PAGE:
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# 3.3: Deeper Analysis of Nuclear Masses

To analyze the masses even better we use the atomic mass unit (amu), which is 1/12th of the mass of the neutral carbon atom,

$1 \text{ amu} = \frac{1}{12} m_{^{12}\mathrm{C}}.$

This can easily be converted to SI units by some chemistry. One mole of $$^{12}$$C weighs $$0.012\text{ kg}$$, and contains Avogadro’s number particles, thus

$1 \text{ amu} = \frac{0.001}{N_A} \text{ kg} = 1.66054 \times 10^{-27} \text{ kg} = 931.494 \text{MeV}/c^2.$

The quantity of most interest in understanding the mass is the binding energy, defined for a neutral atom as the difference between the mass of a nucleus and the mass of its constituents,

$B(A,Z) = Z M_H c^2 + (A-Z) M_n c^2 - M(A,Z)c^2.$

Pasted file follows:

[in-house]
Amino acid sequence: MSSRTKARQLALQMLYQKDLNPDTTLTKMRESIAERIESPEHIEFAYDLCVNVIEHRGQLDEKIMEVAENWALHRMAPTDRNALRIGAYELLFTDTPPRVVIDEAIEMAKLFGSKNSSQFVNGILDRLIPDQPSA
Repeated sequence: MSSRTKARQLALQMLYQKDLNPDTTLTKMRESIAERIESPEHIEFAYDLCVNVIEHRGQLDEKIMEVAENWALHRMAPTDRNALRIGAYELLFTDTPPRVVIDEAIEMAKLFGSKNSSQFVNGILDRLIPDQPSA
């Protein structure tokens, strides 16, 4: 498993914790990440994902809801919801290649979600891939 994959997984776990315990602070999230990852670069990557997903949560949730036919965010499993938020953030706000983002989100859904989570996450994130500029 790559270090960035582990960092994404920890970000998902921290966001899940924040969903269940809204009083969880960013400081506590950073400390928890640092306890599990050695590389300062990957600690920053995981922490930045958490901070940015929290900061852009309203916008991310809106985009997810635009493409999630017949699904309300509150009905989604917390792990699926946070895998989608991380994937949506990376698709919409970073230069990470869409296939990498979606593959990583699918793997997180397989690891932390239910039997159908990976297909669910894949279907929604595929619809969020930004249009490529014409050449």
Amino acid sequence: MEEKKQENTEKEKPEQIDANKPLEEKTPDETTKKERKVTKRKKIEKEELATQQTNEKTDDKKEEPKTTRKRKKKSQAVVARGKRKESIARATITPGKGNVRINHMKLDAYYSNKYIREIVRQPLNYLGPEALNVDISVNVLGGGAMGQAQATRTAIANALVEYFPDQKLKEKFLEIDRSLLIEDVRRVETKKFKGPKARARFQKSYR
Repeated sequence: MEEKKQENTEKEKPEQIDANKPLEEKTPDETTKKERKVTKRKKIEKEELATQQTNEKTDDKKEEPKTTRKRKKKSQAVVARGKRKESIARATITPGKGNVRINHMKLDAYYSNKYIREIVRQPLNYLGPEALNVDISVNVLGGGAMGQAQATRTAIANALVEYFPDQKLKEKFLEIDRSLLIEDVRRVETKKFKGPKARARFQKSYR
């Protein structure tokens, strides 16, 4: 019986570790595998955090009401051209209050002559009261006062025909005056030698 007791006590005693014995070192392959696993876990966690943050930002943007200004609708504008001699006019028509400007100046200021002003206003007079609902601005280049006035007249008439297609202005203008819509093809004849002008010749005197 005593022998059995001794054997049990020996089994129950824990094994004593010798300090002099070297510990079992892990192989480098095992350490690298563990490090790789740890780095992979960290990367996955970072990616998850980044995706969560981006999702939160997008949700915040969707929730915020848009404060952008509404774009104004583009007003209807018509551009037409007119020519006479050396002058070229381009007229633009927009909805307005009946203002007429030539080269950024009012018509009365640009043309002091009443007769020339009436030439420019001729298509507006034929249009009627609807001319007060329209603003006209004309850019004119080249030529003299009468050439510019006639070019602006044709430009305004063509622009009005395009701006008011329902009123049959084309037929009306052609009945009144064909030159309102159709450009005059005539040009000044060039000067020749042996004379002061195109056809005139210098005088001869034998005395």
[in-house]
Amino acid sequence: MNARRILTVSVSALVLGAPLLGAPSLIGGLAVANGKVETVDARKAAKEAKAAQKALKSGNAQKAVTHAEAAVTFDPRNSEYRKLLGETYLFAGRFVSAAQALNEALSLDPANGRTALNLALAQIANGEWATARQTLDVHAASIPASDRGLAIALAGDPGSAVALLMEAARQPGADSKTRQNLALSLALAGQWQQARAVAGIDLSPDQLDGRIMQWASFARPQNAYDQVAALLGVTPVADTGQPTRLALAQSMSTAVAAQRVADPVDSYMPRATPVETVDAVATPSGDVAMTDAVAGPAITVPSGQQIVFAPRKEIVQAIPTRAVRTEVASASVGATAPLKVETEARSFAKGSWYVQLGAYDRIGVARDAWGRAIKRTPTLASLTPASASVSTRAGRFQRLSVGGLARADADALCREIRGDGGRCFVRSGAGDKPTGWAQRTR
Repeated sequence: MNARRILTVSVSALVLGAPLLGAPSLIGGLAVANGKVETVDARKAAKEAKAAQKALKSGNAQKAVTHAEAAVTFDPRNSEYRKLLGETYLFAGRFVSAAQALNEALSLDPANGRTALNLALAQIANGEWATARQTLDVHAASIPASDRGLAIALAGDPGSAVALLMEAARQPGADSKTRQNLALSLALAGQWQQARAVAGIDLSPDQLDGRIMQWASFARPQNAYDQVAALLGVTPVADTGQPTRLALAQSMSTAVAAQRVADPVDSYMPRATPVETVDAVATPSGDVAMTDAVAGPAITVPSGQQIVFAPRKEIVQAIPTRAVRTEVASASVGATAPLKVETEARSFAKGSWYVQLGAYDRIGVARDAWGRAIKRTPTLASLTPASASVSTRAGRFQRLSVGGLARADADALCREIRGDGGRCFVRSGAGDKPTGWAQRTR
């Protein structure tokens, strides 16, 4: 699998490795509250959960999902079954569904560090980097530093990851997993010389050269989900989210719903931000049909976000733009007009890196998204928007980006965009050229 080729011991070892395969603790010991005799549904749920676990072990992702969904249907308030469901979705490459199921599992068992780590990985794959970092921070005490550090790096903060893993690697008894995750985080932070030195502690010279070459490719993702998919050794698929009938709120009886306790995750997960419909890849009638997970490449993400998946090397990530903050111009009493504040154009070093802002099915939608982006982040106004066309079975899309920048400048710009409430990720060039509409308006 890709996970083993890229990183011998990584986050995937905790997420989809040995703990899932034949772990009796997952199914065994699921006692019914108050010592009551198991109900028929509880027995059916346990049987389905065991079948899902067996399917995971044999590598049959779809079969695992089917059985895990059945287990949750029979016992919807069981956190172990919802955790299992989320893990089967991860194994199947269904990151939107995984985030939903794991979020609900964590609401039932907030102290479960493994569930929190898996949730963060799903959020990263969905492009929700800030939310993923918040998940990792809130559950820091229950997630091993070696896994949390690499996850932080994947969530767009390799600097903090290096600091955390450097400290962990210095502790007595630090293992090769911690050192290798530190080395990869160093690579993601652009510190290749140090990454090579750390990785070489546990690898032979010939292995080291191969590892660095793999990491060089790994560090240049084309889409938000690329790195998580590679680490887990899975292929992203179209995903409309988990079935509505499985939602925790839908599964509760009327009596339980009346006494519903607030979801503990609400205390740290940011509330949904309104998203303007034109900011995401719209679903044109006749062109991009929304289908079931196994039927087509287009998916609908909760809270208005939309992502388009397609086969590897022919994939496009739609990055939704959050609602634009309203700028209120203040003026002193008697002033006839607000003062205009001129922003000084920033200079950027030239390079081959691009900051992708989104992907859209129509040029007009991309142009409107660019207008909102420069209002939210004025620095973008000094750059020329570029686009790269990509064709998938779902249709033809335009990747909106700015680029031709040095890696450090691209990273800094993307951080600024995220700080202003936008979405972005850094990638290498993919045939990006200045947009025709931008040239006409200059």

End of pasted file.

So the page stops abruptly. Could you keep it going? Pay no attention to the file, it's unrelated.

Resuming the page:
With this choice a system is bound when $$B>0$$, when the mass of the nucleus is lower than the mass of its constituents. Let us first look at this quantity per nucleon as a function of $$A$$, see Figure $$\PageIndex{1}$$.

This seems to show that to a reasonable degree of approximation the mass is a function of $$A$$ alone, and furthermore, that it approaches a constant. This is called nuclear saturation. This agrees with experiment, which suggests that the radius of a nucleus scales with the 1/3rd power of $$A$$,

$R_{\text{RMS}}\approx 1.1 A^{1/3} \text{ fm}.$

This is consistent with the saturation hypothesis made by Gamov in the 30’s:

saturation hypothesis

As $$A$$ increases the volume per nucleon remains constant.

For a spherical nucleus of radius $$R$$ we get the condition

$\frac{4}{3}\pi R^3 = A V_1,$

or

$R = \left(\frac{V_13}{4\pi}\right)^{1/3} A^{1/3}.$

From which we conclude that

$V_1 = 5.5 \text{ fm}^3$